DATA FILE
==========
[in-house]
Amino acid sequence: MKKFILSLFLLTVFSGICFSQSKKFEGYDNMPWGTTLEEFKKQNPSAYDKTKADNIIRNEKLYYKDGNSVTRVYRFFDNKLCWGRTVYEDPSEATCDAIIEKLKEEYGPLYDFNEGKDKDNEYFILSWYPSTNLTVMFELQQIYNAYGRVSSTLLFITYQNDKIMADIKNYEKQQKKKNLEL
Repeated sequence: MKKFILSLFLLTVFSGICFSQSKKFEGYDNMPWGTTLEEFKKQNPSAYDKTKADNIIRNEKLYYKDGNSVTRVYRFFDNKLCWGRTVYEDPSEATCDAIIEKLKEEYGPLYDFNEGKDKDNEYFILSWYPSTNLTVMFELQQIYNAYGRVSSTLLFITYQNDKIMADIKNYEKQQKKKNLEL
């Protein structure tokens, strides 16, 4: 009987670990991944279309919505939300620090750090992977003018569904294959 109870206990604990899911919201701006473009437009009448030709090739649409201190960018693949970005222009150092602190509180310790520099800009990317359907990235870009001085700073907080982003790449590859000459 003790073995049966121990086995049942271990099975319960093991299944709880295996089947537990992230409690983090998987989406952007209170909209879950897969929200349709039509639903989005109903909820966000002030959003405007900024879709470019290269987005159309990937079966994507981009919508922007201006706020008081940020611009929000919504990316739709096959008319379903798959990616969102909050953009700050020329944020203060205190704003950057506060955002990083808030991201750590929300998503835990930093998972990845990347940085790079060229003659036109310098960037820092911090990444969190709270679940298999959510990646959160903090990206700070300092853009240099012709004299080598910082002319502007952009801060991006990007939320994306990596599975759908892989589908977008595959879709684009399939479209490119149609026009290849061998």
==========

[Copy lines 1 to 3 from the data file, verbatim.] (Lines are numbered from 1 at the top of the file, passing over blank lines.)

[in-house]
Amino acid sequence: MKKFILSLFLLTVFSGICFSQSKKFEGYDNMPWGTTLEEFKKQNPSAYDKTKADNIIRNEKLYYKDGNSVTRVYRFFDNKLCWGRTVYEDPSEATCDAIIEKLKEEYGPLYDFNEGKDKDNEYFILSWYPSTNLTVMFELQQIYNAYGRVSSTLLFITYQNDKIMADIKNYEKQQKKKNLEL
Repeated sequence: MKKFILSLFLLTVFSGICFSQSKKFEGYDNMPWGTTLEEFKKQNPSAYDKTKADNIIRNEKLYYKDGNSVTRVYRFFDNKLCWGRTVYEDPSEATCDAIIEKLKEEYGPLYDFNEGKDKDNEYFILSWYPSTNLTVMFELQQIYNAYGRVSSTLLFITYQNDKIMADIKNYEKQQKKKNLEL